There are times when debate just doesn’t click – that’s natural. It is such a rigorous and time-consuming activity, there have to be days when you take a breath and just do what you know you have to do. There will inevitably be days when the things you have to do are boring and hard. When the research isn’t clicking, a concept doesn’t make sense to you, when a W against a specific team feels like it keeps slipping through your fingers by the smallest of margins. One of my coaches calls it ‘being in the suck’ – just the sucky, irritating part of debate. The thing I am describing – going through the motions – is different. It’s half-assing the presets at a regional, showing up to team meetings to stare at a wall, or going to the office to do nothing productive. You are there, but you aren’t doing anything. When I look back at my years in debate, I think there were too many times that I was just going through the motions. At the time, it seemed inconsequential. Maybe it meant I didn’t live up to my full potential, but I was tired, so tired and knew that there was going to be another tournament. Another time when I could debate, and maybe that time I could be well rested, maybe then I’ll feel more prepared. The stars will align, and it will be better than it was today and then, then I will debate with all of the fire that I have on my best days. I regret that so much. There is nothing that can replicate the feeling of that fire and this time…there weren’t more debates. Sometimes, I don’t think I could help just going through the motions. This year has been a wave of unexpected stress and change and I can’t say my mental health has been at its peak. But there were many times that I think I could have, should have, would have been better, and those are the times that are at the forefront of my memory.
So, I think that I wanted the takeaways from this post to be two-fold. First, I want to encourage everyone who still has time in debate to catch themselves when they are just going through the motions. I don’t want to make the mistake of suggesting that is always bad, but rather that it is a thing to reflect upon. Take a second, think about why you feel the way you do and what the best path forward is. I think a lot of the time, the best path forward will be treating every debate like it’s the finals of the NDT. Hindsight is 20/20, and I’m sure this is different for everyone, but my hindsight says that I would feel a lot better if I had done that. Times are changing. You really can’t be sure when your last debate will be, and the value of debating each one like it’s your last is so high compared to the costs in retrospect. Every debate has the potential to spark that fire, and if this one doesn’t, then think about what you can do differently so that it does. I know I had a tendency to blame the opponent/judge/time of day/state/thing I had for breakfast/side of the bed I work up on for debates I didn’t enjoy (don’t get me wrong; I also did a healthy dose of berating myself), but if I could do it again, I would think about what I could do to change that for the next debate. What modification of strategy, trying new things, writing new args, etc could I do to make the next debate feel better for me? I know that this message - live life to the fullest! – will make me sound like a little bit of a broken record, but it’s worth saying again and it’s worth hearing again on the chance that this is the time it means something to you.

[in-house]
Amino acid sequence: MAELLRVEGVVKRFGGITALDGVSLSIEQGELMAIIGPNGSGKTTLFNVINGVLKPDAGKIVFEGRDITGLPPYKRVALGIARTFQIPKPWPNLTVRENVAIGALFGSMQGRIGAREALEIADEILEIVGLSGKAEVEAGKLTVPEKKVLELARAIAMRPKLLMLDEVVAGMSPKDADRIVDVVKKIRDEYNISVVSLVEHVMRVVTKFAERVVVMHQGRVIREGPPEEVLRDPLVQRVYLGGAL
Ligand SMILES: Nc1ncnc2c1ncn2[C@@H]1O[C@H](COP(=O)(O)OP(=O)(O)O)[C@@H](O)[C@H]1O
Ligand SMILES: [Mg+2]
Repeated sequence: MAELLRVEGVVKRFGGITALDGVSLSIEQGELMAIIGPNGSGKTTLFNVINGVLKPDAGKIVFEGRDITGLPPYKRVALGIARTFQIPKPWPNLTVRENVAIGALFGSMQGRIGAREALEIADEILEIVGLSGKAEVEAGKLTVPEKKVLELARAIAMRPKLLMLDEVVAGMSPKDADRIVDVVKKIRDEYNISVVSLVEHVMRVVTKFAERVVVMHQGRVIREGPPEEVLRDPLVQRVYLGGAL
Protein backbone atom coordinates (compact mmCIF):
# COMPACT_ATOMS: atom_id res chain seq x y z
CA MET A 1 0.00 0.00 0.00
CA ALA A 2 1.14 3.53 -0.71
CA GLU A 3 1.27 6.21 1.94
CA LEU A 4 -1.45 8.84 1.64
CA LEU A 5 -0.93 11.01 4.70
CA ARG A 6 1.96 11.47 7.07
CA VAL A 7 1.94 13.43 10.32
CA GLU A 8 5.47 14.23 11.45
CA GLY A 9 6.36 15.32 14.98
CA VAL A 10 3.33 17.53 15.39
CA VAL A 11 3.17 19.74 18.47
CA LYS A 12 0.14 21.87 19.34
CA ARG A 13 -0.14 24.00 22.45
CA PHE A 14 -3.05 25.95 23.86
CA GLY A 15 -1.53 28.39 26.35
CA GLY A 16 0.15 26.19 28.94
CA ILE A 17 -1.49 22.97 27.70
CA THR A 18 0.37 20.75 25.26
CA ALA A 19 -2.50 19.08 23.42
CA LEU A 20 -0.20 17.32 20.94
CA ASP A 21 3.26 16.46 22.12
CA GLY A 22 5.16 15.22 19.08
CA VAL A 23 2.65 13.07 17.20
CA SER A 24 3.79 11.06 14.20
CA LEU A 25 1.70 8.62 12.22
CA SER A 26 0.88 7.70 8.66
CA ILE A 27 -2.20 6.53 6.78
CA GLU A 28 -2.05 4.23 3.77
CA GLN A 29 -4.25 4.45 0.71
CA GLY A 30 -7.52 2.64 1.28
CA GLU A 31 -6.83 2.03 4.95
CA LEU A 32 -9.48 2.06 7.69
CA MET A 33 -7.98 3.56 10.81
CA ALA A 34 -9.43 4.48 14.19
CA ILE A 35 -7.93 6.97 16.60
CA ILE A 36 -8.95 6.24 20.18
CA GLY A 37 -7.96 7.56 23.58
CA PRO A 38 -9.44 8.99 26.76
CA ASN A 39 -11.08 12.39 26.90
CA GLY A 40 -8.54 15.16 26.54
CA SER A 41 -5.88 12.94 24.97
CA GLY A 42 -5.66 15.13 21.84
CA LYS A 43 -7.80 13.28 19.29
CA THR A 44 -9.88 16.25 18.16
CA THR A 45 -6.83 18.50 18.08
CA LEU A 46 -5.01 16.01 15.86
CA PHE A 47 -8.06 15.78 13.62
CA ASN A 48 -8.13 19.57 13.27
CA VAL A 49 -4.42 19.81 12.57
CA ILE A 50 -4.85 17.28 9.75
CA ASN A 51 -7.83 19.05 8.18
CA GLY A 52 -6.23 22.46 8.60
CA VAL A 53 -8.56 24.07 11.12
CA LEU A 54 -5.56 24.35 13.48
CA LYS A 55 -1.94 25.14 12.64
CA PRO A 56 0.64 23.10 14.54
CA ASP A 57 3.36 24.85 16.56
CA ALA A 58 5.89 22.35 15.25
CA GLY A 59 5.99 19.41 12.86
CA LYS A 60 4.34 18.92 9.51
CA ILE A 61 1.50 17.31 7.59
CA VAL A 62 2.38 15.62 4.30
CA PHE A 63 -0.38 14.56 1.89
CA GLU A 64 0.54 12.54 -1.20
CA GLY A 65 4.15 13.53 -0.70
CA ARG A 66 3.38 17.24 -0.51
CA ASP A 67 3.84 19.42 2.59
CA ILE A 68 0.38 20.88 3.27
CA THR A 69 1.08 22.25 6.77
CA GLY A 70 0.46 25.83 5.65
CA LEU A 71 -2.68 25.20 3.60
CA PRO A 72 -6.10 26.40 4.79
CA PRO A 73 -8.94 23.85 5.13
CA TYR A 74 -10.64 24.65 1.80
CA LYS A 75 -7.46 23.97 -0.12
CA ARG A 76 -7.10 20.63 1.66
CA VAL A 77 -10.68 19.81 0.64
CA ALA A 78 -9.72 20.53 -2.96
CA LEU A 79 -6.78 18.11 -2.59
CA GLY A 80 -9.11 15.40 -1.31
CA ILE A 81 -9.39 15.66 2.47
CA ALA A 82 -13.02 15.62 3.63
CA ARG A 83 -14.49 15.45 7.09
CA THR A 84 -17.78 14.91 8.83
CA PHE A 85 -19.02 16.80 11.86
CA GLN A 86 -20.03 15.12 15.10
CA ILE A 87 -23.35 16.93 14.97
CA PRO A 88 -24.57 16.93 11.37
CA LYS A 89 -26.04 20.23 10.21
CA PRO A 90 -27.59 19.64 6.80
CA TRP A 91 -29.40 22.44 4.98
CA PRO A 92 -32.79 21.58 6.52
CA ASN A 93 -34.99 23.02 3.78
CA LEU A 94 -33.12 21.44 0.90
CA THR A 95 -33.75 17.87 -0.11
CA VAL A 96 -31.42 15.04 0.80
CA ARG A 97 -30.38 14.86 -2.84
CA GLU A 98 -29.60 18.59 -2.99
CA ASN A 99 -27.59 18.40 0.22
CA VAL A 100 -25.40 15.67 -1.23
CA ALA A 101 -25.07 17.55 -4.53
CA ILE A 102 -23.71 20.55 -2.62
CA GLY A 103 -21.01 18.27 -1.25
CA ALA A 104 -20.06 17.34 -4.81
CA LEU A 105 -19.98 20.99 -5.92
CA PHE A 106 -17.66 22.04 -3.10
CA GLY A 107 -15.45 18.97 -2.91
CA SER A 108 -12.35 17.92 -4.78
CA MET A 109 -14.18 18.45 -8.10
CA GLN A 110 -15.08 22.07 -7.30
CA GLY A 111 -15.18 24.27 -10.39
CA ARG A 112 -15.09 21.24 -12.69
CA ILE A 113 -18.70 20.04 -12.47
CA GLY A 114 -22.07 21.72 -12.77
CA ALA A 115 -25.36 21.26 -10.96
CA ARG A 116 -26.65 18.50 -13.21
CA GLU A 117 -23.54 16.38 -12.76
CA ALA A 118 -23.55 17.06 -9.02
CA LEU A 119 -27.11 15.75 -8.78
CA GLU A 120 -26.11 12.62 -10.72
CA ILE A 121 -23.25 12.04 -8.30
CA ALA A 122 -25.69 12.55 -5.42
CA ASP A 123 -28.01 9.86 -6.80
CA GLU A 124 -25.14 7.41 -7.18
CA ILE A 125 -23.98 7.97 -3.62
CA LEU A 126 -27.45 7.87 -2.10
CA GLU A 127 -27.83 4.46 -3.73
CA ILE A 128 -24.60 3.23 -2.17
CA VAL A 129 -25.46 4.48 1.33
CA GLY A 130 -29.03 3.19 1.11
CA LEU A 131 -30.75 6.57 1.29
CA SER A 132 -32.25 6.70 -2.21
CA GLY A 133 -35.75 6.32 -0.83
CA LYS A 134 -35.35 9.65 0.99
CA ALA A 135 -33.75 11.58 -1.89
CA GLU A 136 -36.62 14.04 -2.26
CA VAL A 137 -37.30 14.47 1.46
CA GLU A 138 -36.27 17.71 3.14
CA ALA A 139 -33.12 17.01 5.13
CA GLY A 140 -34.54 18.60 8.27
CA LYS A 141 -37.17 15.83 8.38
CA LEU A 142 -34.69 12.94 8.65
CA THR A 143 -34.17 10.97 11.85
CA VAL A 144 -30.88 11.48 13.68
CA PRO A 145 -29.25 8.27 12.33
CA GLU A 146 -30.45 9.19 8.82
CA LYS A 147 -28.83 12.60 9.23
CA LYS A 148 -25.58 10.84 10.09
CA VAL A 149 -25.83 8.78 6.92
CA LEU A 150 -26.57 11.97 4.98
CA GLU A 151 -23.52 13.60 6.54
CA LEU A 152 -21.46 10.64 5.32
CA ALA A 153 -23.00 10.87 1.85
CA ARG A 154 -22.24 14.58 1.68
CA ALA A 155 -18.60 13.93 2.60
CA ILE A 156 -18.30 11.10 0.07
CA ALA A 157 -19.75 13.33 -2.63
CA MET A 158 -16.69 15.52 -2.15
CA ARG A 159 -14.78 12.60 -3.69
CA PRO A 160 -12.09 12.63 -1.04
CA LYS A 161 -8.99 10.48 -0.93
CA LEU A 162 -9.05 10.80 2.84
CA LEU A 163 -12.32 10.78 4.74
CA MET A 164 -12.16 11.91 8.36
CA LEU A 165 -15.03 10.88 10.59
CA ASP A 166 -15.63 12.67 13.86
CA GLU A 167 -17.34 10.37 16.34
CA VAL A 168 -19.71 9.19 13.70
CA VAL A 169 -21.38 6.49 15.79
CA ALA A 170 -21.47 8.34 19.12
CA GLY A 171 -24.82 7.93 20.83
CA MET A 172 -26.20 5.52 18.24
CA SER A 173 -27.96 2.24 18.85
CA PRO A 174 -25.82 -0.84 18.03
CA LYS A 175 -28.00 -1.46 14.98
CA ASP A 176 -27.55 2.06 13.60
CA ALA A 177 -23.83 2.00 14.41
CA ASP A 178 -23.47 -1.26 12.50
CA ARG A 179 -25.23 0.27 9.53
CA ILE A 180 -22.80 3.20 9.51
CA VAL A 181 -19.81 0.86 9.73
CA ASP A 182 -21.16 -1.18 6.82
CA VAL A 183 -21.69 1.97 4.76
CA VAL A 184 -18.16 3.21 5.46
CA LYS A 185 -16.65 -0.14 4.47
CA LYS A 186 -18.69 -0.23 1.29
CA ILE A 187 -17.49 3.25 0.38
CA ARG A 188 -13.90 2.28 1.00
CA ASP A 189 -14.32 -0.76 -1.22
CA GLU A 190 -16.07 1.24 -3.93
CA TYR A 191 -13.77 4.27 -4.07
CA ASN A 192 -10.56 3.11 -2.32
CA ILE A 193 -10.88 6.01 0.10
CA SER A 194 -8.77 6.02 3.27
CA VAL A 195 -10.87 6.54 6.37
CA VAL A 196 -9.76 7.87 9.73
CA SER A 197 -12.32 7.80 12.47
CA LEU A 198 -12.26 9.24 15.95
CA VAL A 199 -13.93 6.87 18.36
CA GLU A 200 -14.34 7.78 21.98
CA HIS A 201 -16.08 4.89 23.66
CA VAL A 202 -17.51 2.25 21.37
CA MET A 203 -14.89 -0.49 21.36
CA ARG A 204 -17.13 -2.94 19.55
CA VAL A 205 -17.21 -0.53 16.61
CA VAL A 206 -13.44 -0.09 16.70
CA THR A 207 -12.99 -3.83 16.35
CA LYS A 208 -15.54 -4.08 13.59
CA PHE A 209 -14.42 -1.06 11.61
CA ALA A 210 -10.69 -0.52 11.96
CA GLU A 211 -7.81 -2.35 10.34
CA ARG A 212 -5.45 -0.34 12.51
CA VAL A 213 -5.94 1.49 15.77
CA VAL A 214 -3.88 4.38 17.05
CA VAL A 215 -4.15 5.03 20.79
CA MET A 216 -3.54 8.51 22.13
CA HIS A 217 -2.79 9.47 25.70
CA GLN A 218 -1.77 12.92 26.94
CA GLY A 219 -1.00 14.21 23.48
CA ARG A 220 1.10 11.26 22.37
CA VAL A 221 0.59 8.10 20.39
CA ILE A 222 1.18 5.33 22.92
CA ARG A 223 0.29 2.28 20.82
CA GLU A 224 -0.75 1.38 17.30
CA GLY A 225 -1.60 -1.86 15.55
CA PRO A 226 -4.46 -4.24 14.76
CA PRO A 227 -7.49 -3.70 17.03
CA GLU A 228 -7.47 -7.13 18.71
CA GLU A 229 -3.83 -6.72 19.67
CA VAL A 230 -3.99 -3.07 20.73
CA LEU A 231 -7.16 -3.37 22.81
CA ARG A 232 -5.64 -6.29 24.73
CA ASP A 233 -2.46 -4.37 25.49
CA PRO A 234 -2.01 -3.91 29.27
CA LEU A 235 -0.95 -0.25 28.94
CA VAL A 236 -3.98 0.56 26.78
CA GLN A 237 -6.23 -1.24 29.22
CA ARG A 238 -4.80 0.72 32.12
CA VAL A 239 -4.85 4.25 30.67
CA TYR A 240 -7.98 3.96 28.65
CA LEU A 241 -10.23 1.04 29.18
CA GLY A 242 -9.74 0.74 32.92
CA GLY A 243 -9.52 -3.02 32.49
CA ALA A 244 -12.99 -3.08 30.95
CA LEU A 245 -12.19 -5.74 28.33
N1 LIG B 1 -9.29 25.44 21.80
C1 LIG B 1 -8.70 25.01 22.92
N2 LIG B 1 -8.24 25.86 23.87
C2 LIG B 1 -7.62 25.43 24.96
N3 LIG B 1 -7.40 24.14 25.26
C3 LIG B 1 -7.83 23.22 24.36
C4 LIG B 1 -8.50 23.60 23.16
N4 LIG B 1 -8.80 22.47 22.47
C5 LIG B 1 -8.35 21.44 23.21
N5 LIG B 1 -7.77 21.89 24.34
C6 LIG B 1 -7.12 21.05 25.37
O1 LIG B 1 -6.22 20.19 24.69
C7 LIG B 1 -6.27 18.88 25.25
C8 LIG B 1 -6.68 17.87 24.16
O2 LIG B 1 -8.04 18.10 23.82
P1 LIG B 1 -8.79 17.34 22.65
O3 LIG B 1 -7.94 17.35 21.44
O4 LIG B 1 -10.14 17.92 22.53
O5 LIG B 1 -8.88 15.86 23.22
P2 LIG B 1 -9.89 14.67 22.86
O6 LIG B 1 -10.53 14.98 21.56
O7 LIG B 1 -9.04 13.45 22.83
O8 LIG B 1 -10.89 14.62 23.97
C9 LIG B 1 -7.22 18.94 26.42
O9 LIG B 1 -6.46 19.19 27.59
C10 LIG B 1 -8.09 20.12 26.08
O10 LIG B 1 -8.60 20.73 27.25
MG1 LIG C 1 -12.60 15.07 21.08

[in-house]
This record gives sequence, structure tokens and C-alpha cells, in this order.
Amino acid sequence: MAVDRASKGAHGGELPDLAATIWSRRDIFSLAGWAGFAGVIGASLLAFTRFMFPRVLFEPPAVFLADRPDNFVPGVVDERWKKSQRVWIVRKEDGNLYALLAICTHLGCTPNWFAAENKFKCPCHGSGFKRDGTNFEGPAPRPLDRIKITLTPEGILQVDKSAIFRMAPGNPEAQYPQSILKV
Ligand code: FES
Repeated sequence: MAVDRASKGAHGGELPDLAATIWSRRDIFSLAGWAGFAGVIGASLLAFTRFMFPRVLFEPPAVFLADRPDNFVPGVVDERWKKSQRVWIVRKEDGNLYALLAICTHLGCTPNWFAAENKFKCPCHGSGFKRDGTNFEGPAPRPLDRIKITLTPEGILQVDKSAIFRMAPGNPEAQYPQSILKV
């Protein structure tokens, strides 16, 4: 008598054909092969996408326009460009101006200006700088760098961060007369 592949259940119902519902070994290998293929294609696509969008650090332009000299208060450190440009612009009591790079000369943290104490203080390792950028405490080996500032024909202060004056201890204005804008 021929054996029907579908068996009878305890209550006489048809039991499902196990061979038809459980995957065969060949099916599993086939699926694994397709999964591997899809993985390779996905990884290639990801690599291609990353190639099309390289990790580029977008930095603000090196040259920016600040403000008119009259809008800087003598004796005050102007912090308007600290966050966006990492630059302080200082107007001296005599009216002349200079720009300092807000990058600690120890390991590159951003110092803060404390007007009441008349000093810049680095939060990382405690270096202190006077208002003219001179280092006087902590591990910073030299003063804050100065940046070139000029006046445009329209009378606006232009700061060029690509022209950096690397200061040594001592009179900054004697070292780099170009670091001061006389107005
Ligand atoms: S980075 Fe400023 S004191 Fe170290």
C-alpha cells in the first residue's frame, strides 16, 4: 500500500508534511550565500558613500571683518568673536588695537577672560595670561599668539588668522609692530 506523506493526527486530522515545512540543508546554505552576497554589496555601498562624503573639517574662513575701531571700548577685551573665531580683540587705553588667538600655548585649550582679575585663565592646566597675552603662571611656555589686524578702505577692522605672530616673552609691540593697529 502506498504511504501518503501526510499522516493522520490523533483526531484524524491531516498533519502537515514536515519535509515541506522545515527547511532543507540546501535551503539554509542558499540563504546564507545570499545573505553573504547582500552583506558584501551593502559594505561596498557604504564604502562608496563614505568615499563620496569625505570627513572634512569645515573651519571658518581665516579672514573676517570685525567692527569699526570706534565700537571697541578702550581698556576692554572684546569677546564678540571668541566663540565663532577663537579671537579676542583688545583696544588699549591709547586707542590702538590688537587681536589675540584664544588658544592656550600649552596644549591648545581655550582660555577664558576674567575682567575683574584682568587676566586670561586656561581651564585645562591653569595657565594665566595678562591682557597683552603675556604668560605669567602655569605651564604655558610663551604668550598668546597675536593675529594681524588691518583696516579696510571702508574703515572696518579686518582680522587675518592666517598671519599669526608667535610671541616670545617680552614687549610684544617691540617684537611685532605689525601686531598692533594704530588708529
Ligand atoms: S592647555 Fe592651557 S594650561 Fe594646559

The second takeaway is to forgive yourself. Part of the reason I wrote this was to force myself to move past my focus on a single thought – that I didn’t do enough – and move on to forgiveness. I am forgiving myself for not treating every debate like my last until it became conspicuous that it might be true. There were a lot of things left on my to-do list for the NDT. There were a lot of times, especially in the past months, that I have convinced myself to go through the motions. This is my public statement that that…is okay. I am still the kick-ass, confident debater that I remember from the best days and the best debates. To anyone who has been feeling the same about the way things ended for them: it’s okay for you too! Your best debates weren’t errors at the margins, they were the culmination of years of incredibly hard work. No matter when they came in your career, they are still valuable, incredible demonstrations of everything we have put into the activity.
I’m certain everyone is experiencing different things right now. I’m sure that for many people, these words won’t help, and I don’t want to suggest that the ‘senior’s experience’ is universal. There also has been such limited time to process. So much is going on in the world that it could be months before we get the chance to feel the full weight of the end of debate. Maybe I’ll revise my opinions then. But this is my two cents on what debate has felt like for me for the past week. To all of the other seniors: I admire you all endlessly, have constantly aspired to be better because of you, and I wish we could have done it one more time.
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I am Lincoln, retired debate coach . This site's purpose is to post my ramblings about policy debate.